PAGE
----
Introduction to Natural Language Processing
Fall, 2015

Instructor: Jackie Chi Kit Cheung
Time: Tuesdays and Thursdays, 1pm – 2:30pm
Location: McConnell 103
Office hours: Tuesdays 2:30pm – 3:30pm in MC 108N
Course outline

TA: Priya Sidhaye

This course presents an introduction to the computational modelling of natural language. Topics covered include: computational morphology, language modelling, syntactic parsing, lexical and compositional semantics, and discourse analysis. We will consider selected applications such as automatic summarization, machine translation, and speech processing. We will also study machine learning algorithms that are used in natural language processing.

Prerequisites: Knowledge of probabilities and statistics (e.g., MATH 323 or ECSE 305); algorithms (COMP 251 or COMP 252); programming experience.
Useful but not required: Background in artificial intelligence (e.g., COMP 424); introductory course in linguistics (LING 201).

Instructor permission is required to register. To obtain this permission, send me an e-mail stating how you meet the prerequisites listed above, along with your McGill ID, and whether you are an undergraduate or graduate student.


• Office hours on Oct 27 will be shortened to 2:30pm-2pm, and will take place in MC 103.

• There was a mistake in Assignment 1 Question 3 and in lecture4.pdf for the definition of Good-Turing smoothing. These have now been fixed.

• I'm holding a make-up office hours on Sept 23, 3pm-4pm in MC108N.

• Office hours cancelled on Sept 15 and 22. E-mail me to make an appointment if you need to meet!

• The Schulich Library is offering a workshop on Library Research Methods for Computer Science Topics. You are encouraged to attend!
Description: In this hands-on workshop, you will learn to: (1) efficiently use relevant library resources to search for a variety of research material on a computer science research topic, (2) manage the references that you gather throughout the research by using EndNote, a citation management program (freely available for McGill students), and (3) address common questions about writing and citing.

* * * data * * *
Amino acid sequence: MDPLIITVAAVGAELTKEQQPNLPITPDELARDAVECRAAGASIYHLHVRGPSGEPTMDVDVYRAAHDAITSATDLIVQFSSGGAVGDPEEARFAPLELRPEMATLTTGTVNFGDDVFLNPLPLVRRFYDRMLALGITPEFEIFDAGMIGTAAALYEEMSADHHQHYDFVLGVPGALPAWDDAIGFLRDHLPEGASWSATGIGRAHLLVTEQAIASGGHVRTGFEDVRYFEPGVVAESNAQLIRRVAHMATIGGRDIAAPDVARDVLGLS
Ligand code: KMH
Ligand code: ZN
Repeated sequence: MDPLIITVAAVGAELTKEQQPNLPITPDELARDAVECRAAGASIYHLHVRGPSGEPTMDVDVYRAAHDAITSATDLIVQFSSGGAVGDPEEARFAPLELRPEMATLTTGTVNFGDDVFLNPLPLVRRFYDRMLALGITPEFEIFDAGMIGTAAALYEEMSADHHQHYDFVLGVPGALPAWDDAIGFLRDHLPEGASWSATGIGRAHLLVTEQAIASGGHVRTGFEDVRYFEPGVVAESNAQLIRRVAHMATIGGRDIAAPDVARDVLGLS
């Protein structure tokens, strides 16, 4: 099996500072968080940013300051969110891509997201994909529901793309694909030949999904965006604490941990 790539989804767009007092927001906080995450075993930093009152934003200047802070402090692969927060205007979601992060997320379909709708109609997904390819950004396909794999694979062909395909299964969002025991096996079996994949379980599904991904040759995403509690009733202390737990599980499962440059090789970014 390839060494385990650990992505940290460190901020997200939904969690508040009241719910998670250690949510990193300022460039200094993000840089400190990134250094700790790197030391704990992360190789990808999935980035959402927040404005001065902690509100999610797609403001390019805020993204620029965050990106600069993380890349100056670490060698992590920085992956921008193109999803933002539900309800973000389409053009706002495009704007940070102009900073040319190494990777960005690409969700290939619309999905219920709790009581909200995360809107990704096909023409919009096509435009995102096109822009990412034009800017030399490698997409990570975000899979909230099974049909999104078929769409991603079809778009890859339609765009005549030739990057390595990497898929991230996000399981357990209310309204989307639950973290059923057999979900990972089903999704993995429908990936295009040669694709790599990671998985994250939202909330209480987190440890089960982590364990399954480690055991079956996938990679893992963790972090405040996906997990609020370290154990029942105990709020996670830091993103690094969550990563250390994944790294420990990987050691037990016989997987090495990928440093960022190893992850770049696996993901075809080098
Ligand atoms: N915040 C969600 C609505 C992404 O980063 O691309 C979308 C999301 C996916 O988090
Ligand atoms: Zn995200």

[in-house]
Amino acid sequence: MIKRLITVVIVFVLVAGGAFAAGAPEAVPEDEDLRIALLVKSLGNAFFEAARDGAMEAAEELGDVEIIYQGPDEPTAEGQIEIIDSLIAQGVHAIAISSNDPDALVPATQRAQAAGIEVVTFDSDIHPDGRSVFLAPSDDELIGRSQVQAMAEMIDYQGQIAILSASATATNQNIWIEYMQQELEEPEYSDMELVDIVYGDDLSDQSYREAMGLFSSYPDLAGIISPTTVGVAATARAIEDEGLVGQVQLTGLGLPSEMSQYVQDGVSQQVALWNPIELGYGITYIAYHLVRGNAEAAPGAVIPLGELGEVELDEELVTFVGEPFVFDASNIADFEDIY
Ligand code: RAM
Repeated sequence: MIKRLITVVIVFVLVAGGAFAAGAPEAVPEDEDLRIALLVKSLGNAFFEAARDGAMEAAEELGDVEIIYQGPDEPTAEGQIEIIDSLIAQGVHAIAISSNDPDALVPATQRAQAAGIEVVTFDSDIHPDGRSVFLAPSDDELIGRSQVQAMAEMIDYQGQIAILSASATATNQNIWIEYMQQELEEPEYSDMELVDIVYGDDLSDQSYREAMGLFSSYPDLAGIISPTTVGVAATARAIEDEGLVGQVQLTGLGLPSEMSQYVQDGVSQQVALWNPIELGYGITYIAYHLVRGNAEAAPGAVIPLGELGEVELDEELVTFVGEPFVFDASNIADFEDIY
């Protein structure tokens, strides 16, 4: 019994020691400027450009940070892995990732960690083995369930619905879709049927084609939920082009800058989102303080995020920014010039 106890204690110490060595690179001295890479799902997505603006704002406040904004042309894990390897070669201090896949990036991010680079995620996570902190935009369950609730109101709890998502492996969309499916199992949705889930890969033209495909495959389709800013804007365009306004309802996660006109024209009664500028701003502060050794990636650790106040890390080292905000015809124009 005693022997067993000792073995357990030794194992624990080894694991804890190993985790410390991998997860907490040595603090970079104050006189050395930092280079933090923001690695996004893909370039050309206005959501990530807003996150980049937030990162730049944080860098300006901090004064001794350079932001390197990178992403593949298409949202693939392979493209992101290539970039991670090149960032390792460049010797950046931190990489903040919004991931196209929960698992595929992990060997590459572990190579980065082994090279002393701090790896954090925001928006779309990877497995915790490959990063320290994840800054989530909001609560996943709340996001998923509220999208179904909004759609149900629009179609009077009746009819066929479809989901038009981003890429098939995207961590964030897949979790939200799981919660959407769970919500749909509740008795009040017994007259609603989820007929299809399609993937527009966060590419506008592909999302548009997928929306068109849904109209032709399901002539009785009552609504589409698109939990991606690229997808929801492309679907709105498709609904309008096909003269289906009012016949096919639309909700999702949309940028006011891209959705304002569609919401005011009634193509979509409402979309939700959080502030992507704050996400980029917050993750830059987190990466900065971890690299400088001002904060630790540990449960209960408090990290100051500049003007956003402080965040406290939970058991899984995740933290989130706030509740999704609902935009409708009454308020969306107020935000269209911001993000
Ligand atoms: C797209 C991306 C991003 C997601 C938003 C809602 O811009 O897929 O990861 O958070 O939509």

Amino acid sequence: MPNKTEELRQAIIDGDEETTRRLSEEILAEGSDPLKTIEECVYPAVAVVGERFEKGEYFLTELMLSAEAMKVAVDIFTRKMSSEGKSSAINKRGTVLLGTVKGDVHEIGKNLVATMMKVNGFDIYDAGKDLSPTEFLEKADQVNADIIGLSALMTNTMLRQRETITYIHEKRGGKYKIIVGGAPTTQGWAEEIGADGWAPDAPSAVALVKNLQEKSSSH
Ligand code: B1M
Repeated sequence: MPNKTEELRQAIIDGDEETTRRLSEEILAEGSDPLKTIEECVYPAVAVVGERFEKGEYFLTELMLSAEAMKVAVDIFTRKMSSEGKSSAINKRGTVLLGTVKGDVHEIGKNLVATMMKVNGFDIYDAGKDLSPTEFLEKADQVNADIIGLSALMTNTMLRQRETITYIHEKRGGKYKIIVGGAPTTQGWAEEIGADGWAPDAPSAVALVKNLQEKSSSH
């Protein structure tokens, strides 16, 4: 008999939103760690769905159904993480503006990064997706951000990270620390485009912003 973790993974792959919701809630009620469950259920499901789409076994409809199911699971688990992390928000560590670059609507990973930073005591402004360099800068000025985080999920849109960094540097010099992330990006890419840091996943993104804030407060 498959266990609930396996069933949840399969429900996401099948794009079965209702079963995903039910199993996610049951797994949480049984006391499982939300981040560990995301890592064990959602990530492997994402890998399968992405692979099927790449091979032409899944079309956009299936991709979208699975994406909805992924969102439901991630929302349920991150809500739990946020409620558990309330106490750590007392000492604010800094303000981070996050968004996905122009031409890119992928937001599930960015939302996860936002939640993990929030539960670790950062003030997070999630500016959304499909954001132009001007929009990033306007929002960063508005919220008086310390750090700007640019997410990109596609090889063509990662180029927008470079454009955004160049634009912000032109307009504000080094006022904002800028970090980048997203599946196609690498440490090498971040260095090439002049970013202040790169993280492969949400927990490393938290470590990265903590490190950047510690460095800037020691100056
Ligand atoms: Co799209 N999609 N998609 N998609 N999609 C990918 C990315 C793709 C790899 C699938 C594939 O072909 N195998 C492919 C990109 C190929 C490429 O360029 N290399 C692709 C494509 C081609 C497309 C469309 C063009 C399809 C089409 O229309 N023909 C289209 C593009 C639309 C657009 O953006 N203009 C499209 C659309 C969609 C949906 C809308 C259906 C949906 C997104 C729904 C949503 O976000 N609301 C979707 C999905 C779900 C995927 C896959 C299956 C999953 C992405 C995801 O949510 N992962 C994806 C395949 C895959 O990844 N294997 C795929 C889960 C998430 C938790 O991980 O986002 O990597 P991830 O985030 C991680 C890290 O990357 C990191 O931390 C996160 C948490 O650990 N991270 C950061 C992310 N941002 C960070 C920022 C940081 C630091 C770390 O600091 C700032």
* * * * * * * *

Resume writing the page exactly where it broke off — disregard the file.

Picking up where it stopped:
When: Thursday, October 1st, from 3:00 to 4:30 pm
Where: Schulich Library room 313

Lectures and Readings

Week Lectures Readings
1 Sept 8 — Intro to NLP
Sept 10 — Morphology, FSAs, and FSTs
J&M Ch. 1
J&M Ch. 2, 3.1–3.8
2 Sept 15 — N-grams and language modelling
Sept 17 — Model complexity and smoothing
J&M Ch. 4.1–4.4
J&M Ch. 4.5, Sections 2–2.1 and 3–3.1 of this set of notes by Kevin Murphy
3 Sept 22 — Python tutorial, intro to summarization Given by Priya Sidhaye
Sept 24 — Basic machine learning and text classification
4 Sept 29 — POS tagging and HMMs — intro
Oct 1 — POS tagging and HMMs — algorithms - Updated to fix errors in equations
J&M Ch. 5.1–5.3
J&M Ch. 5.5, 6.1–6.5
5 Oct 6 — Linear-chain CRFs
Oct 8 — English syntax and CFGs
Tutorial by Sutton and McCallum Sections 1, 2 up to 2.3, 3 up to 3.1
J&M Ch. 12
6 Oct 13 — The CKY algorithm and PCFGs
Oct 15 — Advanced techniques for training PCFGs
J&M Ch. 13–13.4
J&M Ch. 14–14.5, Klein and Manning, 2003; Petrov et al., 2006
7 Oct 20 — Lexical semantics: intro and WSD
Oct 22 — More lexical semantics
J&M Ch. 19, 20–20.5; WordNet; Yarowsky, 1995
J&M Rest of Ch. 20; FrameNet
8 Oct 27 — Compositional semantics: FOL and lambda calculus
Oct 29 — Definite descriptions, quantifiers, Cooper storage
J&M Ch. 17–17.3
J&M Ch. 18
9 Nov 3 — Coreference resolution
Nov 5 — Discourse coherence and cohesion
J&M Ch. 21.3–21.8
J&M Ch. 21.1, 21.2, Barzilay and Lapata, 2008
10 Nov 10 — Midterm
Nov 12 — Automatic summarization

J&M Ch. 23.3–23.7
11 Nov 17 — Natural language generation
Nov 19 — Machine translation

12 Nov 24 — Machine translation: EM and IBM Models 1 and 2
Nov 26 — The language acquisition debate
Slides by Koehn, 2009
See slides
13 Dec 1 — Guest lecture by Xiaodan Zhu: Sentiment analysis of social media texts
Dec 3 — Evaluation in NLP and AI: the Turing test and Winograd Schema Challenge

Levesque, 2013

Acknowledgements: Portions of the course slides are based on material from a similar course by Frank Rudzicz at the University of Toronto.


Assignment 1 - due on Sept 29 at the start of class (1pm)
Data for question 4 - password given in class
Starter code for Q4

Assignment 2 - due on Oct 20 at the start of class (1pm)

Assignment 3 - due on Nov 17 at the start of class (1pm)
Starter code and data for question 2
Mitchell and Lapata, 2008
Please submit the hard copy of the response to the paper separately from the rest of the assignment.

Assignment 4 - due on Nov 26 at the start of class (1pm)
Langkilde and Knight, 1998
Please submit the hard copy of the response to the paper separately from the rest of the assignment.


The midterm will be held in class on Tuesday, Nov 10. It will cover everything up to the end of week 9. The best way to study is to review the course slides, in-class exercises, and the assignments. Here is an additional list of optional exercises from the textbook.


Final Project

Project description